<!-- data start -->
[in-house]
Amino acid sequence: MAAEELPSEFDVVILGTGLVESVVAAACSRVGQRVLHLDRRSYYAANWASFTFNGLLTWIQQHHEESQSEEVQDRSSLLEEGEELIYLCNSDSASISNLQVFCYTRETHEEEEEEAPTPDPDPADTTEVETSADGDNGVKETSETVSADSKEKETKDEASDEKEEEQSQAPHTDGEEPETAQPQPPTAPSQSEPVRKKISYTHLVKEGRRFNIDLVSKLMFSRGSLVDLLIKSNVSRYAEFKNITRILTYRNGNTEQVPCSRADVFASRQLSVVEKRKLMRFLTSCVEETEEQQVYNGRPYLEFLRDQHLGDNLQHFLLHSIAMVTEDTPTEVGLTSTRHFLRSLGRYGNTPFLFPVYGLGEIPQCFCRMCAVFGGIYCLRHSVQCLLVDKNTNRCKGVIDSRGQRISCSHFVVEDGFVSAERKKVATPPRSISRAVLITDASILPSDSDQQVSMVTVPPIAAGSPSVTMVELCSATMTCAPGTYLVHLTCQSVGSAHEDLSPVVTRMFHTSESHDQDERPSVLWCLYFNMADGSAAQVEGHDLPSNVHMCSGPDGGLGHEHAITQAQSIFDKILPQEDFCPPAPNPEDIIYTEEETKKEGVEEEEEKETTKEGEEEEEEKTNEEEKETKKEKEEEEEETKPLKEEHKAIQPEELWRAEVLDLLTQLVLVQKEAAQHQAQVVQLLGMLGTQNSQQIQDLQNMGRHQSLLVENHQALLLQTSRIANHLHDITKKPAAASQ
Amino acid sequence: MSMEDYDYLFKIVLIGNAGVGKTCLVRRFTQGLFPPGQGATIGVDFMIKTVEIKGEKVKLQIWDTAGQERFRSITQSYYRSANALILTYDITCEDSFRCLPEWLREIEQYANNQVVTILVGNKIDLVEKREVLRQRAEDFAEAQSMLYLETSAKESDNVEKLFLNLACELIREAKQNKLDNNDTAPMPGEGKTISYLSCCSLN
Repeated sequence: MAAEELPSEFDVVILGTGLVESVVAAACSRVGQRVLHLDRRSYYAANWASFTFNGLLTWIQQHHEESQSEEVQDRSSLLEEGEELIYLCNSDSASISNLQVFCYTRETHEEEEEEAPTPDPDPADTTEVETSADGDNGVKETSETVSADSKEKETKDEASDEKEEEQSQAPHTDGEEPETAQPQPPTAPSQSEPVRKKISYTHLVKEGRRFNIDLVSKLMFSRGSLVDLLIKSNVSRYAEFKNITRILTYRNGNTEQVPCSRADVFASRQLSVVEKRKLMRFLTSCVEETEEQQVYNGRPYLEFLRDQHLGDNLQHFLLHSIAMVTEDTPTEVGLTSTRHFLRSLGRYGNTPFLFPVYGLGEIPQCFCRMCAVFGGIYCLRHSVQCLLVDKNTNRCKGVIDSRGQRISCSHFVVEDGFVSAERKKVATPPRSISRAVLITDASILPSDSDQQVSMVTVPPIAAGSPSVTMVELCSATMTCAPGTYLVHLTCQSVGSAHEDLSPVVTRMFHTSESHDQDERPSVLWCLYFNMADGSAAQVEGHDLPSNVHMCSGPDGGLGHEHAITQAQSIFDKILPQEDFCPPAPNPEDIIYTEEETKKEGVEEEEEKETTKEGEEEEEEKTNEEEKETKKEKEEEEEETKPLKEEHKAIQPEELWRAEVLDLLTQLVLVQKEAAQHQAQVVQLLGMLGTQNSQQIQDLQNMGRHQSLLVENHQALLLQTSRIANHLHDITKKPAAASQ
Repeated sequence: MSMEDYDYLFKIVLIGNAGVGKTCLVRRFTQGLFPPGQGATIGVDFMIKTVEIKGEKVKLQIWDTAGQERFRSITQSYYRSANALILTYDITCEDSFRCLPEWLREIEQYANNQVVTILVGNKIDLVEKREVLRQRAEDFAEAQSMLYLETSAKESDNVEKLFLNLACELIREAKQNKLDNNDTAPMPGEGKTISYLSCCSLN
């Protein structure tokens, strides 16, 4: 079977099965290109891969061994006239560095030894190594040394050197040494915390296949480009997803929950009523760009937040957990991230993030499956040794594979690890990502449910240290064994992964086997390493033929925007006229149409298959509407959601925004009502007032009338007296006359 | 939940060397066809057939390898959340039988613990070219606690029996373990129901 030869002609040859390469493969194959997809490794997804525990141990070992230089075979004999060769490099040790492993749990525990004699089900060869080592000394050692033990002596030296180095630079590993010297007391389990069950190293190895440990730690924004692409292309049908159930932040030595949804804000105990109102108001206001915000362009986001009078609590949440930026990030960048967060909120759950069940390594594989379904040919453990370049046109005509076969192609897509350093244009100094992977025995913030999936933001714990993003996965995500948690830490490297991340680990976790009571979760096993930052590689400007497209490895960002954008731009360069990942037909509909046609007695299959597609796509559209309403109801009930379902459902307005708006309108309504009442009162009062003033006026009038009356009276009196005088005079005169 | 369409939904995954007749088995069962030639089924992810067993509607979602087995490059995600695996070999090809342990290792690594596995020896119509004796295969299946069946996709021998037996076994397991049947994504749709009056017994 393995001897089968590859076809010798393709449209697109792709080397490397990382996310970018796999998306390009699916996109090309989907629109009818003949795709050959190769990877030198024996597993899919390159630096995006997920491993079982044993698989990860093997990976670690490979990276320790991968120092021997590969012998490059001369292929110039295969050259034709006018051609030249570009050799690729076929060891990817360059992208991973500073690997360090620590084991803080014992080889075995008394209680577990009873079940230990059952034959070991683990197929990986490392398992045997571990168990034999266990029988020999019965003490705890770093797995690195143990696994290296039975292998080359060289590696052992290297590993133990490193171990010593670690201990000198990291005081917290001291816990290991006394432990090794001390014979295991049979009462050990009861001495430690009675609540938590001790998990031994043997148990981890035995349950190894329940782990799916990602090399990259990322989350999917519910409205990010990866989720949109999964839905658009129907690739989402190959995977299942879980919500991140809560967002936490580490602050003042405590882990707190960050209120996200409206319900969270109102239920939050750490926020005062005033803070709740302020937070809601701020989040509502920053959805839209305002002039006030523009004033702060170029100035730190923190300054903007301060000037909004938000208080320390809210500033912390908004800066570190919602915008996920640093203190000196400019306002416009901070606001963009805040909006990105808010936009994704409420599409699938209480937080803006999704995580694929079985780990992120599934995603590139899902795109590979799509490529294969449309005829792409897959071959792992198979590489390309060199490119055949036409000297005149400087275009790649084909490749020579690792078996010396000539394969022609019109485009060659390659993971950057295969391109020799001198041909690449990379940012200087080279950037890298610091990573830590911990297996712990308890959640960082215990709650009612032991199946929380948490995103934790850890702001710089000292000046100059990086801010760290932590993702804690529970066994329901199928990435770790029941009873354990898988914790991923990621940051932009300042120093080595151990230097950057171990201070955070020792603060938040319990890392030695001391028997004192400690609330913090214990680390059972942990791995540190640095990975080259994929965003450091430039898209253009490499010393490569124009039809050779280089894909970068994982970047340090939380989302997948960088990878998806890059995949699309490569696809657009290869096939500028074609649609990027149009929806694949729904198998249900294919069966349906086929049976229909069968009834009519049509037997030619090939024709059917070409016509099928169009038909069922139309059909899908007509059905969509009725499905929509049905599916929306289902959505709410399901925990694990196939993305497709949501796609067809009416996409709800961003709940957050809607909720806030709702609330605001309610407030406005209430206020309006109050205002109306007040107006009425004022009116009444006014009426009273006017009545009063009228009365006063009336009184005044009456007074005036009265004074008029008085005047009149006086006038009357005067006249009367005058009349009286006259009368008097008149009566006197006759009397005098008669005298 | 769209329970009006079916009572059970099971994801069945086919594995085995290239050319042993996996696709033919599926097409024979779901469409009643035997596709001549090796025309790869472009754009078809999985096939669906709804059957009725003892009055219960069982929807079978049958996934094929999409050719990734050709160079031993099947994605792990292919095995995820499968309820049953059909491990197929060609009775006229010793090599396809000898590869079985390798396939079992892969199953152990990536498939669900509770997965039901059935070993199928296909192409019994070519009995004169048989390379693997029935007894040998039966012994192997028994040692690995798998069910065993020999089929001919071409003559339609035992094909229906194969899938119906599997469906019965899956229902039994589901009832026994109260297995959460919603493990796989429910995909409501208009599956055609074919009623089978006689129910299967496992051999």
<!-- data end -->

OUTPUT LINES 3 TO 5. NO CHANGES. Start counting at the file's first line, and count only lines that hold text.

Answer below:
Amino acid sequence: MSMEDYDYLFKIVLIGNAGVGKTCLVRRFTQGLFPPGQGATIGVDFMIKTVEIKGEKVKLQIWDTAGQERFRSITQSYYRSANALILTYDITCEDSFRCLPEWLREIEQYANNQVVTILVGNKIDLVEKREVLRQRAEDFAEAQSMLYLETSAKESDNVEKLFLNLACELIREAKQNKLDNNDTAPMPGEGKTISYLSCCSLN
Repeated sequence: MAAEELPSEFDVVILGTGLVESVVAAACSRVGQRVLHLDRRSYYAANWASFTFNGLLTWIQQHHEESQSEEVQDRSSLLEEGEELIYLCNSDSASISNLQVFCYTRETHEEEEEEAPTPDPDPADTTEVETSADGDNGVKETSETVSADSKEKETKDEASDEKEEEQSQAPHTDGEEPETAQPQPPTAPSQSEPVRKKISYTHLVKEGRRFNIDLVSKLMFSRGSLVDLLIKSNVSRYAEFKNITRILTYRNGNTEQVPCSRADVFASRQLSVVEKRKLMRFLTSCVEETEEQQVYNGRPYLEFLRDQHLGDNLQHFLLHSIAMVTEDTPTEVGLTSTRHFLRSLGRYGNTPFLFPVYGLGEIPQCFCRMCAVFGGIYCLRHSVQCLLVDKNTNRCKGVIDSRGQRISCSHFVVEDGFVSAERKKVATPPRSISRAVLITDASILPSDSDQQVSMVTVPPIAAGSPSVTMVELCSATMTCAPGTYLVHLTCQSVGSAHEDLSPVVTRMFHTSESHDQDERPSVLWCLYFNMADGSAAQVEGHDLPSNVHMCSGPDGGLGHEHAITQAQSIFDKILPQEDFCPPAPNPEDIIYTEEETKKEGVEEEEEKETTKEGEEEEEEKTNEEEKETKKEKEEEEEETKPLKEEHKAIQPEELWRAEVLDLLTQLVLVQKEAAQHQAQVVQLLGMLGTQNSQQIQDLQNMGRHQSLLVENHQALLLQTSRIANHLHDITKKPAAASQ
Repeated sequence: MSMEDYDYLFKIVLIGNAGVGKTCLVRRFTQGLFPPGQGATIGVDFMIKTVEIKGEKVKLQIWDTAGQERFRSITQSYYRSANALILTYDITCEDSFRCLPEWLREIEQYANNQVVTILVGNKIDLVEKREVLRQRAEDFAEAQSMLYLETSAKESDNVEKLFLNLACELIREAKQNKLDNNDTAPMPGEGKTISYLSCCSLN